An Amsterdam art gallery called Galerie VIVID is having an exhibition that amounts to a meditation of how 3D printing could reshape travel. The artist Janne Kyttanen has designed a collection of objects that a woman flying for a beach vacation could conceivably print out at a resort instead of packing them with her in her suitcase, including a handbag, a multi-purpose dress, sunglasses, shoes, etc.
It’s hard to believe any modern 3D printer could create comfortable clothing items at this point, but the shoes and the bags do look like something you could see in a holiday destination. Taking the long view, it’s inevitable that at some point hotels will provide guests with access to 3D printers and a selection of materials that are suitable to create various fabrics, metal as well as wood and metal substitutes. It’s just hard to say whether that might happen in 2030 or 2060.
This “Lost Luggage” project may be remembered as one of the first steps towards conceiving what a travel pack of printable objects might look like, no matter how crude it will inevitably seem in 2030. At the moment, printable fashion seems to consist mostly of jewelry, uncomfortable looking collars and cuffs, plus nightmarishly plasticy haute couture pieces getting trotted out at fashion shows.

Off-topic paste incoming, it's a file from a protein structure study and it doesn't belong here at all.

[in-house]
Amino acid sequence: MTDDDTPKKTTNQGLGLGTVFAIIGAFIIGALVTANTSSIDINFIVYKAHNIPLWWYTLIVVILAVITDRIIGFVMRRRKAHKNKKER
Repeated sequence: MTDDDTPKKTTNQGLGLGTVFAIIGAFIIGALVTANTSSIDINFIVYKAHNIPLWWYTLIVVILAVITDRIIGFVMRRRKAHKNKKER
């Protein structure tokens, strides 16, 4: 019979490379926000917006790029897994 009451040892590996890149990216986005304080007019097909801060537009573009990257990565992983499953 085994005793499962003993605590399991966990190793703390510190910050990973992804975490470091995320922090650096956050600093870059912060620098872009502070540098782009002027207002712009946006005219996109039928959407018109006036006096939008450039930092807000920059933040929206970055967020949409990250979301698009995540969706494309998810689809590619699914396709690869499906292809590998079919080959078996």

The first commercially available 3D-printed bikini consists of thousands of circular plates of solid nylon, connected by thin springs. This sounds potentially painful, but the result is undeniably unique and the retail price of under $170 is not nutty for a boutique piece. At the moment, most wearable 3D printed items are pieced together from hard chunks of nylon, which essentially limits them to being conversation pieces. The big challenge is creating tolerable cotton or silk substitutes that can be printed cheaply and quickly into woven fabrics.
Tero Kuittinen is currently a Managing Director at Magid Associates, an Advisor for Next Games and a Strategist for Primesmith, a Finnish company that specializes in 3D imaging and printing apps